About David K as Roy Orbison


Having always revered the classic legends of the 50s, 60 and 70’s, David K has sung them all with a passion. From the gravel of Joe Cocker to the high howls of Paul McCartney, he could hit the notes and stylize them. While successfully covering smooth ballads and performing classic rock, blues, pop, country, soul and rockabilly, David’s mantra has always been, “It’s about the song, the great song, and singing it to its best.” Thus upon the historic loss of so many recent legends, with a melancholy look back at the finest tunes ever written, from The Beatles to Elvis, Roy Orbison stands tall with respect among them, and he had that respect from them. The Beatles, Stones and Beach Boys all opened for Roy. Elvis said that Roy had the best voice in rock and roll. Roy is also heralded as one of the greatest songwriters of all time. “No matter how many times I sing Roy’s hits. they get me, touch me every time. It’s such an honor.” After decades of performing from his home in Minnesota, to his 5 years in LA, 4 years in Texas, periodic singer songwriting - recording and performing in Nashville, to NYC... from piano bars and solo shows to duo, trio and The David K Band in the Twin Cities... rendering an awesome tribute to Roy Orbison has become an exciting new and growing popular endeavor. “Having listened and learned the operatic and dramatic tunes, to his be-bop 50s, to Roy’s rockabilly, then the songs in film like Blue Bayou, In Dreams and Pretty Woman, it still isn’t over. Then there’s Roy’s comeback with his album Mystery Girl produced by Jeff Lynne of ELO, who he then co-wrote the hits of the Traveling Willburys with Dylan, Harrison, Petty and Jeff... the excellence is unending.” As obvious as it is that Roy went too soon, his songs can live on. We hope you come again and again to celebrate this awesome tribute to a true legend. “We’ll try to add more and mix it up as we grow this show!” Join David K as Roy Orbison on a sweet dream, a step back in time along the path of one man’s career, a man who had a tragic but resilient life. “Roy said, yes that he had tragedy, but he says he had faith, a strong faith, good friends, and his music... his purpose, music, that got him through. Let’s all remember those three things.”  We hope you’ll come enjoy the history, the music and the passion that still lives in this music. - David K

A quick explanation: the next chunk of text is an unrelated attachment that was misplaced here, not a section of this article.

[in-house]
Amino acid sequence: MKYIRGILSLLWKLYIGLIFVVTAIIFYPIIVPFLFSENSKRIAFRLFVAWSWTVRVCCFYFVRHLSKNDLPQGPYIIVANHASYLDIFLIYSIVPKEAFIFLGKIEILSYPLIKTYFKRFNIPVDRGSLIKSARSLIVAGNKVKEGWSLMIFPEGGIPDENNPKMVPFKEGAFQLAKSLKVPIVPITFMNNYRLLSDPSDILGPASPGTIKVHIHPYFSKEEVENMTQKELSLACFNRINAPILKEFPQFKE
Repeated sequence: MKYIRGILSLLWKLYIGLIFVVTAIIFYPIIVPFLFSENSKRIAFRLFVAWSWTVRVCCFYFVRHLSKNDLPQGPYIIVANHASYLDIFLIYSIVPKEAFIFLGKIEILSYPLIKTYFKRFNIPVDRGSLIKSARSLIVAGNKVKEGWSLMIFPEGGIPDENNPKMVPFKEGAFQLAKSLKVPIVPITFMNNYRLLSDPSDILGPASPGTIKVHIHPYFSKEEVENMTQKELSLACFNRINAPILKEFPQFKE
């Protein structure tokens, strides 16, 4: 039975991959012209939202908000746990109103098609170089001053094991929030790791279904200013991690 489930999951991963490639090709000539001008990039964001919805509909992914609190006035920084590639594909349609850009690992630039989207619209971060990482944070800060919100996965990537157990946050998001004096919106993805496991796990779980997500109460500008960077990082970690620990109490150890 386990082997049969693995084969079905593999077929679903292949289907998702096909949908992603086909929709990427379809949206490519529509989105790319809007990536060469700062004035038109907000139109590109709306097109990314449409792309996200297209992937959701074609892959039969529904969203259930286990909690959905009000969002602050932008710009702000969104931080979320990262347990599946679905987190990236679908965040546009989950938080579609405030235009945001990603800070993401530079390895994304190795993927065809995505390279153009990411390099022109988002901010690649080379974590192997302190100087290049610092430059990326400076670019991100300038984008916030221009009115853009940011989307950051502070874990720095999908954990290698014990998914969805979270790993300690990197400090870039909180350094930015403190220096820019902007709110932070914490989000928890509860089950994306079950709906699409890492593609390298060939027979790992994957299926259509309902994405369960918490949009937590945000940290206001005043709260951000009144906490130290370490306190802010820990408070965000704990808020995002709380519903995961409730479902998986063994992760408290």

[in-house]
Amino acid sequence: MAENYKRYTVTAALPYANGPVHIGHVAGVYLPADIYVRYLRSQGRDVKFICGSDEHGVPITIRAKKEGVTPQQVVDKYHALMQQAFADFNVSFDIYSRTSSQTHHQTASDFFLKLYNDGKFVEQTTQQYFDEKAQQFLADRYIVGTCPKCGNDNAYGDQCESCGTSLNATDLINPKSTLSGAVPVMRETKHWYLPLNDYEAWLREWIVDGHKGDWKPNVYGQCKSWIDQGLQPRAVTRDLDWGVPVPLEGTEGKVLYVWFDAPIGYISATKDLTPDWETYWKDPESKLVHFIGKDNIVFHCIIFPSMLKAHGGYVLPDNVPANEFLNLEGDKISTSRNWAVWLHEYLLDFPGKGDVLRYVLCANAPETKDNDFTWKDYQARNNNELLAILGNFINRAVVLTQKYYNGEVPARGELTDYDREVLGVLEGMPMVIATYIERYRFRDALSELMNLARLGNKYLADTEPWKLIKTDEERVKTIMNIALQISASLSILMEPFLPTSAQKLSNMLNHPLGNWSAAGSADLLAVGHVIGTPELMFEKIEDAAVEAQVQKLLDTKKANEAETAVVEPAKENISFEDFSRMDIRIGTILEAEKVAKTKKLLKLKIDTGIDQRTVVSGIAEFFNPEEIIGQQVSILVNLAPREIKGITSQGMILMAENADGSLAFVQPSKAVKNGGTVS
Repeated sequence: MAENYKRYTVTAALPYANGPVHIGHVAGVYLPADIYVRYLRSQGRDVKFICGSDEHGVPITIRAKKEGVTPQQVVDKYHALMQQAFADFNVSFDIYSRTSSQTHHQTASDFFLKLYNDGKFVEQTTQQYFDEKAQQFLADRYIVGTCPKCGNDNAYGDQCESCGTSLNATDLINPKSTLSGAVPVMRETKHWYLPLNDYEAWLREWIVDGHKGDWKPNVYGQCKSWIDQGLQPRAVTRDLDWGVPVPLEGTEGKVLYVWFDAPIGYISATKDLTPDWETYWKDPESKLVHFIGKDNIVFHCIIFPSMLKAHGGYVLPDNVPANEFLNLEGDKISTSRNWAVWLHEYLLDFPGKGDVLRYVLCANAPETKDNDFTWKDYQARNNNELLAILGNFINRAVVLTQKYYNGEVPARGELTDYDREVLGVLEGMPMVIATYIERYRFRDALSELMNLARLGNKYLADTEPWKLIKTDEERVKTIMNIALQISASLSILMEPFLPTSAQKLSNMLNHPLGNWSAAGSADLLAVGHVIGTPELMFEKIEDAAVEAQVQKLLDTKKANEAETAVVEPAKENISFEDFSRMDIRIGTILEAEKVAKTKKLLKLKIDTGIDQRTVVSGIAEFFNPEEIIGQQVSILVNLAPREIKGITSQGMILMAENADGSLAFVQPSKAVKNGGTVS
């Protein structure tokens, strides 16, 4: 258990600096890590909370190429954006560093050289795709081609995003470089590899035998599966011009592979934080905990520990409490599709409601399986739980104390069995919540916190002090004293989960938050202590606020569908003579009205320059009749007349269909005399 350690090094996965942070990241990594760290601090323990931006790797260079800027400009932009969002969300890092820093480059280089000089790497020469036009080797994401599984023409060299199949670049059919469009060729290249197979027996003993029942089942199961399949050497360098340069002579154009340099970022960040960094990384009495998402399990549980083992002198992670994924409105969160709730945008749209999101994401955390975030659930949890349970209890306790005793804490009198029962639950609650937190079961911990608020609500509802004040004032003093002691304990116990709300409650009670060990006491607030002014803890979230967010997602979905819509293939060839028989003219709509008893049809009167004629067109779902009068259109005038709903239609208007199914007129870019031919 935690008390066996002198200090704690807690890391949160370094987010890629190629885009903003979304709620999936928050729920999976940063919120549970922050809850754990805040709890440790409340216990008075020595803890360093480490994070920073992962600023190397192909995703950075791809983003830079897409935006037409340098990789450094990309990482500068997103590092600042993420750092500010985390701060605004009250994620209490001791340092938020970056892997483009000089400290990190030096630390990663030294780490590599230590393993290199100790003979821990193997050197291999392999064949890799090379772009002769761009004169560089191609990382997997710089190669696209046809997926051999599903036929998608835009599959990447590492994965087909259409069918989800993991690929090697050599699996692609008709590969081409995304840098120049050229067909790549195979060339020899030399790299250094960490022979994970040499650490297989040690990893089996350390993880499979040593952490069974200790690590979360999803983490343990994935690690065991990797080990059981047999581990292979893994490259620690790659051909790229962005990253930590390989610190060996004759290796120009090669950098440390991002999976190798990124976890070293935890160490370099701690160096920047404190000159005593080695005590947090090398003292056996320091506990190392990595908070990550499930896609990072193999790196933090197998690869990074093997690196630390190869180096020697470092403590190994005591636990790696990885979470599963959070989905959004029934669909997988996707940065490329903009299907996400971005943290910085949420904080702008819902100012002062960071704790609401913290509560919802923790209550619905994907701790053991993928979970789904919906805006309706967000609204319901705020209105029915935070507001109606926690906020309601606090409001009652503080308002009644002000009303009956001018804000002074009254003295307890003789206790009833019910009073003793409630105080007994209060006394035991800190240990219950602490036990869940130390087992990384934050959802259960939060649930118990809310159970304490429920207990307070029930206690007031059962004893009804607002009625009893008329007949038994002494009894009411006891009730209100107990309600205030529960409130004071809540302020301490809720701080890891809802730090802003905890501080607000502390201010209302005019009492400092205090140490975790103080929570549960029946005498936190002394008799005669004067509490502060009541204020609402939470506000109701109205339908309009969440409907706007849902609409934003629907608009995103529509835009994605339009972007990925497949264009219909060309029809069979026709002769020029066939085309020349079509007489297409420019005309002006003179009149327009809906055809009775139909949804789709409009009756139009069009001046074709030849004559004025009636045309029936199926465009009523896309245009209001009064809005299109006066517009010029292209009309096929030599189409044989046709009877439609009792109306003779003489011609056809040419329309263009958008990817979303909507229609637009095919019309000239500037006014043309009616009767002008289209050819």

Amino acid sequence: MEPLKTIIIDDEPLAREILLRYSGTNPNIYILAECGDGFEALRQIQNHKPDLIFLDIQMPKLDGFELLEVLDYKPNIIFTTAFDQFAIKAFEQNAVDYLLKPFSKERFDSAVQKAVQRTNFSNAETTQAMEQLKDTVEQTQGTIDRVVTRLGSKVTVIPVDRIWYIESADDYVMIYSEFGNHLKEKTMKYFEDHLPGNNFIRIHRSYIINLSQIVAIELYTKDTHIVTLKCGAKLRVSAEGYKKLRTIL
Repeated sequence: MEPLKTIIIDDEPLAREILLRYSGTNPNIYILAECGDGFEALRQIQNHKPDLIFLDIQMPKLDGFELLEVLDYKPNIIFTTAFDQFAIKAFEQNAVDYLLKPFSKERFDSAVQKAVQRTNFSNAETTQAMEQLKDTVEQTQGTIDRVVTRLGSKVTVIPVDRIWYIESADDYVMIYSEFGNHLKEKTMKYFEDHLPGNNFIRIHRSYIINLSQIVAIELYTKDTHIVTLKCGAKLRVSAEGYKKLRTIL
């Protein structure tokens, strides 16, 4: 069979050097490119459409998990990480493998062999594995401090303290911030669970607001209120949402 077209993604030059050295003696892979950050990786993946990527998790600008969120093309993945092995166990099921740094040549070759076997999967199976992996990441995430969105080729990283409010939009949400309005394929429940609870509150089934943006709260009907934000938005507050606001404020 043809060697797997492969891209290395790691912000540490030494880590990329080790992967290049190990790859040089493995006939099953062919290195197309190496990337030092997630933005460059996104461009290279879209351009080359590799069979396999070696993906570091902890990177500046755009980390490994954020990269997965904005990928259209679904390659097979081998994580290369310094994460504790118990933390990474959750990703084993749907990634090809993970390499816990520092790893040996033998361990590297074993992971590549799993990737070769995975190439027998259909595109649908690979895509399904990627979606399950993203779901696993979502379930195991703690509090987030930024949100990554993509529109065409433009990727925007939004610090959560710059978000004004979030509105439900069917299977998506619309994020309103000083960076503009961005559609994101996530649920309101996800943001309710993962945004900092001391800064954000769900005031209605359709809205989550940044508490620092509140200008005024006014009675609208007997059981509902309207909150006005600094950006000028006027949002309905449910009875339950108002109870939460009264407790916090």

How / Why David does Roy Orbison

In 1992 I had a long ponytail, a couple earrings in my ear, ripped jeans and I was carrying my guitar in a case. I jumped into an airport shuttle to rental cars at the L.A. airport. An older gentleman in a suit leaned over and asked me if I wrote songs. I said yes. He said, “Send me one” as he handed me his business card. I asked him, “What do you do for CBS Records Japan?” He said, “I do a lot of things, but mostly I handle Roy Orbison’s catalogue for his widow Barbara. I said, “OK, I’ll go home and write you a Roy style song and send it to you.” I did so. Years went by and I never heard from him. I moved around a lot, it was before cell phones and the internet. I’d like to think that he liked it. Anyway, I didn’t remember this until after I’d begun this tribute. A friend who does a country show heard me sing a high note and suggested I do Roy. I’ve written hundreds of songs, and some just go away, fade from memory because maybe they just don’t stick. This one never left my hands, on the guitar strings, or my voice for the melody, or my heart, for the L.A. memories and the exciting possibilities that this guy could be  my “big break.” God has his plan, I just have my drive, my desire, my creativity, my passion for expressing through my music. We performed that song, “It Was A Mistake” mid May in Minneapolis. Here it is.

As we rehearsed in preparation for the show, I’d awaken in the night singing Roy hits, “Pretty Woman...” and I say, “Stop it, Roy, I have to get some sleep.” One night it was Crying, or Leah or Blue Bayou. One night I woke singing, “Lonely Blue Dreams...” I said, “Stop it, Roy!” Then realized it wasn’t a Roy tune. I sat up and wrote down what I’d been dreaming. In Roy’s final interview with Rolling Stone Magazine, they asked Roy, “You have a lot of lonely, blue and dreams in your songs, why not write one with all three?” Roy responded, “Lonely Blue Dreams, I oughta do that.” He soon passed. Did I write it or did Roy send it to me?

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